In a separate indictment filed on August 5 in the District of Nevada, Canadian nationals Alex Quaglia and Patrick Fraser were charged with mail fraud and conspiracy to commit mail fraud in connection with schemes to defraud consumers by sending deceptive mailing pieces that falsely promised large cash prizes in exchange for payment of a fee. Many of the victims were elderly. The solicitations were sent using fictitious names and were designed to deceive recipients into believing that they had won hundreds of thousands or millions of dollars. To claim their winnings recipients were directed to pay a small fee. In fact, there was no cash prize sent to victims, and Quaglia, Fraser and their co-conspirators pocketed the money sent by victims.
“As alleged in the indictment, victims in Nevada, across the country, and around the world were defrauded of money in connection with the defendants’ schemes,” said U.S. Attorney Nicholas A. Trutanich for the District of Nevada. “Working with our Postal Inspectors and other law enforcement partners, we will identify, investigate, and prosecute criminals – both foreign and domestic – who prey on our seniors and other vulnerable Nevada residents. These fraud schemes can happen to anyone.”
The scheme allegedly caused millions of dollars in losses to thousands of victims. Quaglia was charged with one conspiracy to commit mail fraud count and seven counts of mail fraud. Quaglia’s scheme is alleged to have begun as early as 2000. Fraser was charged with conspiracy to commit mail fraud with Quaglia and with a separate conspiracy charge related to a similar scheme he orchestrated after breaking away from Quaglia’s operation in 2015. Fraser was also charged with six counts of mail fraud. Each charge of the indictment carries a statutory maximum sentence of twenty years in prison along with a statutory maximum fine of $250,000 or twice the gross gain or gross loss from the offense.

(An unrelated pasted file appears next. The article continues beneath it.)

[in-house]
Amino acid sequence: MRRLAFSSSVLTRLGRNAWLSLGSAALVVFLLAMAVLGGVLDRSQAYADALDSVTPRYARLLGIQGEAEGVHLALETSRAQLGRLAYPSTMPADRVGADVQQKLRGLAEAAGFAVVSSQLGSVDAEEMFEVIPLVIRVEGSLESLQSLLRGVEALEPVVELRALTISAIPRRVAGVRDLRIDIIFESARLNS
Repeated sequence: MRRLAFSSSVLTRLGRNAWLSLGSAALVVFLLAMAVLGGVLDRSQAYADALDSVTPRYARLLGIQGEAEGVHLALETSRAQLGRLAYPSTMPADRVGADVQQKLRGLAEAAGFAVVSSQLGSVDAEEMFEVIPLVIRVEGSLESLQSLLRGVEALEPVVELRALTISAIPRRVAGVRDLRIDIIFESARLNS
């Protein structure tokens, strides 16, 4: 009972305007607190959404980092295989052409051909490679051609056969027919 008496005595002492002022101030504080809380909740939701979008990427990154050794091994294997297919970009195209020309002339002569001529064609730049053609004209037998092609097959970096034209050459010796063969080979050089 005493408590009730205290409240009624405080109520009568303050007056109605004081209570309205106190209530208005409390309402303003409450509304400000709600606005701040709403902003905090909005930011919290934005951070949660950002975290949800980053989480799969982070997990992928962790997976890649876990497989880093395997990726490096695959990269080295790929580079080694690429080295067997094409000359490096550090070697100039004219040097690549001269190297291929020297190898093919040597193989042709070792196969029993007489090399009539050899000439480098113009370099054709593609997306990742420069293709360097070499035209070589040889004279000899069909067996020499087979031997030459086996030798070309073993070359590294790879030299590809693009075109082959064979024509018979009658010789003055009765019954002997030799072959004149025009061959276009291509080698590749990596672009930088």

The United States Postal Inspection Service investigated the case. The case is being prosecuted by Trial Attorneys Matt Lash and Yolanda McCray Jones of the Department of Justice Civil Division’s Consumer Protection Branch with substantial assistance from Assistant U.S. Attorney Nicholas Dickinson from the U.S. Attorney’s Office for the District of Nevada. The Criminal Division’s Office of International Affairs has also provided critical support.
An indictment is an accusation by a federal grand jury and is not evidence of guilt. The defendant should be presumed innocent unless and until proven guilty.
Since President Trump signed the bipartisan Elder Abuse Prevention and Prosecution Act (EAPPA) into law, the Department of Justice has participated in hundreds of enforcement actions in criminal and civil cases that targeted or disproportionately affected seniors. In particular, in March 2020, the department announced the largest elder fraud enforcement action in American history, charging more than 400 defendants in a nationwide elder fraud sweep. The department has likewise conducted hundreds of trainings and outreach sessions across the country since the passage of the Act.
If you or someone you know is age 60 or older and has been a victim of financial fraud, help is standing by at the National Elder Fraud Hotline: 1-833-FRAUD-11 (1-833-372-8311). This U.S. Department of Justice hotline, managed by the Office for Victims of Crime, is staffed by experienced professionals who provide personalized support to callers by assessing the needs of the victim and identifying relevant next steps. Case managers will identify appropriate reporting agencies, provide information to callers to assist them in reporting, connect callers directly with appropriate agencies, and provide resources and referrals, on a case-by-case basis. Reporting is the first step. Reporting can help authorities identify those who commit fraud and reporting certain financial losses due to fraud as soon as possible can increase the likelihood of recovering losses. The hotline is staffed 7 days a week from 6:00 a.m. to 11:00 p.m. eastern time. English, Spanish and other languages are available.